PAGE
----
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Book Review: The Vampire Huntress Legends Books 1-5 January 31, 2008

Posted by battysgirl in Books, Reviews.
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Minion
Awakening
The Hunted
The Bitten
The Forbidden

L. A. Banks

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Rating:
An average of two and a half stars (of four).

 

 

Amazon.com
In fiction, film, and TV, vampires are a dominant trend of the young millennium. Is it is because the blood-suckers are a perfect metaphor for corrupt politicians and corporate executives? Because alternative sexualities are gaining acceptance? Because the idea of living forever (even if undead) is so alluring? The reasons are unclear. What is clear is that the hottest subgenre (in both popularity and sensuality) is the vampire-huntress subgenre, thanks to Laurell K. Hamilton’s Anita Blake, Vampire Hunter and Joss Whedon’s Buffy the Vampire Slayer. With L.A. Banks’s debut novel, Minion, a tough, sexy new vampire huntress challenges the dominance of Anita Blake and Buffy.

Damali Richards is a rising star of Warriors of Light Records–but her fans would never guess that she is also the most important vampire hunter in a millennium. However, unfortunately for the inexperienced young huntress, the vampires and demons have both discovered her existence. An age-old war escalates to unprecedented heights of violence as the dark forces strive to slay Damali before she comes of age and gains her full powers.

Damali is an appealing heroine, the concept is intriguing, and the series is promising. However, the first novel is rocky. Damali is a vampire-killing martial artist, and Minion presents an epic struggle between good and evil, yet the novel neglects to include a climactic battle between Damali and the bad guys (or much of a climax at all; a sequel is obviously forthcoming). Another problem is that Damali’s teacher withholds crucial information from not only the huntress, but also her guardians, who should have learned everything many years ago. In contrast, the characters frequently tell each other things they already know. Readers craving the twisted erotic charge of the Anita Blake novels or the Buffy-Spike relationship may be dissatisfied that sexual tension is less important to Minion; and readers seeking Hamiltonian melodrama may also be disappointed. –Cynthia Ward –This text refers to the Paperback edition.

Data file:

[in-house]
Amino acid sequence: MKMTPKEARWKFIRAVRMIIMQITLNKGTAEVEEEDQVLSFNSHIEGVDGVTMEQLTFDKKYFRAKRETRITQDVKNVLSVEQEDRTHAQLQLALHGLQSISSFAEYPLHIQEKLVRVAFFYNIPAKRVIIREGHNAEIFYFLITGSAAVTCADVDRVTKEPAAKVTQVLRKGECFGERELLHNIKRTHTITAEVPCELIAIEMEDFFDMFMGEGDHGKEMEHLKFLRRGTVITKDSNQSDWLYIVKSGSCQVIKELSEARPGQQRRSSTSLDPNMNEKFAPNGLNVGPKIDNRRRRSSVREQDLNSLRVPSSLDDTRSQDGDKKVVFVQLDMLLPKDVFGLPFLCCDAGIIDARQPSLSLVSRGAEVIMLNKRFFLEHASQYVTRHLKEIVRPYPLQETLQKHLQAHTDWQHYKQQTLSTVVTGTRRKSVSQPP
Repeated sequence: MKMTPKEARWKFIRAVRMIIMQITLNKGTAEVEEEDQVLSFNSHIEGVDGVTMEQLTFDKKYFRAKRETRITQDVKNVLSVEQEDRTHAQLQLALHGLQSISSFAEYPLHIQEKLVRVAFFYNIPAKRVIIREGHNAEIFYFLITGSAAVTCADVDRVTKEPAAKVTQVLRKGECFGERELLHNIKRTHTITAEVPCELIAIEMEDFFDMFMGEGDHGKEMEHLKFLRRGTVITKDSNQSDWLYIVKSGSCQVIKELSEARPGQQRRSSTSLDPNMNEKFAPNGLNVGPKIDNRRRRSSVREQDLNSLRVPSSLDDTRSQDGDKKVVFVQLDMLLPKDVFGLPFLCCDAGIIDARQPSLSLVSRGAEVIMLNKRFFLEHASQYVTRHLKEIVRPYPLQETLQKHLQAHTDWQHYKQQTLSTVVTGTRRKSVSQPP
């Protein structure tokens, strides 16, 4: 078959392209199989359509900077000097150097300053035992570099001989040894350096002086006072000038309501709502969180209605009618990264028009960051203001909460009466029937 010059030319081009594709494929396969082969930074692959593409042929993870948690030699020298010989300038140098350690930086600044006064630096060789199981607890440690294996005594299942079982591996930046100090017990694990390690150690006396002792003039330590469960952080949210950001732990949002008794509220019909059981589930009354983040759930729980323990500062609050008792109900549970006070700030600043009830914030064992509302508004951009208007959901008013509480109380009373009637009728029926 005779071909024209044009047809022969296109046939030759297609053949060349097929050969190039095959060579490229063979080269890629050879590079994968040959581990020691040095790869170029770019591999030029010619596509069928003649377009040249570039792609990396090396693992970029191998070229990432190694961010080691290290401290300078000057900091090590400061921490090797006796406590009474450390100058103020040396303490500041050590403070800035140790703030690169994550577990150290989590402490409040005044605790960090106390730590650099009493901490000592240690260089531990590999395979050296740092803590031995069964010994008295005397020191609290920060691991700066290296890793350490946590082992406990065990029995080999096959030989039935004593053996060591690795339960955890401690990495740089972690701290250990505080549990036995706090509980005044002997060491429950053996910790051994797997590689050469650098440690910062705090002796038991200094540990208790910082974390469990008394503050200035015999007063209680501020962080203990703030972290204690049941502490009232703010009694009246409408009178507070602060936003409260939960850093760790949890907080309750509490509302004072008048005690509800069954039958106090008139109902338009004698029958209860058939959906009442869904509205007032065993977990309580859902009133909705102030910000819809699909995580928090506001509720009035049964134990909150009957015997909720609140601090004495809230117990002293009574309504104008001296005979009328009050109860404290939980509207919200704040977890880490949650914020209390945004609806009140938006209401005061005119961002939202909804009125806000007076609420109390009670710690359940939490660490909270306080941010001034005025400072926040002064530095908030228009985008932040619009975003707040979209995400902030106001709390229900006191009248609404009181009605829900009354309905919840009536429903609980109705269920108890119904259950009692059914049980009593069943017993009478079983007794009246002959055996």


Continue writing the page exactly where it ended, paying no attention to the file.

From Publishers Weekly
Lovely African-American Damali Richards is a “spoken word” performer with a complement of musicians and technicians in this first of a projected horror trilogy from Banks. As if this weren’t fantasy enough, Damali is also a “vampire slayer.” The entourage of this black “Buffy” is a politically correct rainbow of seven guardians, who disguise their weapons as musical instruments to get through airport security and on to the next gig. When the guardian team faces action, they tend to stand around jive-talking their adrenaline up for pages before they go after the vamps. But they aren’t just vampires: master vampire Fallon Nuit uses his recording label as a front for gangsters, drugs and a multinational corporate empire that controls most of the world’s economy. He’s hooked up with a demon and has created “the Minion” of rogue hybrid-vampires. Nuit’s so bad even the Vampire Council wants him gone. Damali’s not just a slayer either. She’s “ripening” as she hits age 21 into a superhuman who emits an aphrodisiacal scent that makes male vampires “go nuts”-they must “choose to kill her or take her.” Overheated prose (“massive incisors ripped through her gums like they were giving hideous birth”) and a complicated “legend” backstory (a hodgepodge of New Wave, paranormal, astrologic, Judeo-Christian, pseudo-African and mystical mythology) weigh down a story more calculated marketing idea than original literary concept. FYI: The author has written romances as Leslie Esdaile and TV tie-ins as Leslie E. Banks.
Copyright 2003 Reed Business Information, Inc. –This text refers to the Paperback edition.

 

From Batty’s Girl

The books get better the further into the series you read, however, they take a little getting used to.  The characters are very urban and hip hoppy, so their language is very different.  Once you can get passed the dialogue, and start to flow with the story, the plots are pretty good, if not generic and sometimes predictable.  As is the problem any time you pick up a series and read them back to back, you start to ask yourself, do these characters EVER learn from their mistakes?

The book I’m reading now, “The Damned” is by far my favorite, so I hope the series pick ups from there, since I have three more already purchased to go 🙂

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Comments»

1. Avid Book Reader - February 1, 2008

Great, a whole series! Just what I was looking for, something to read for a little while and get “sucked” into. Thanks for the review, I’ve been looking for another good vampire series to delve into.


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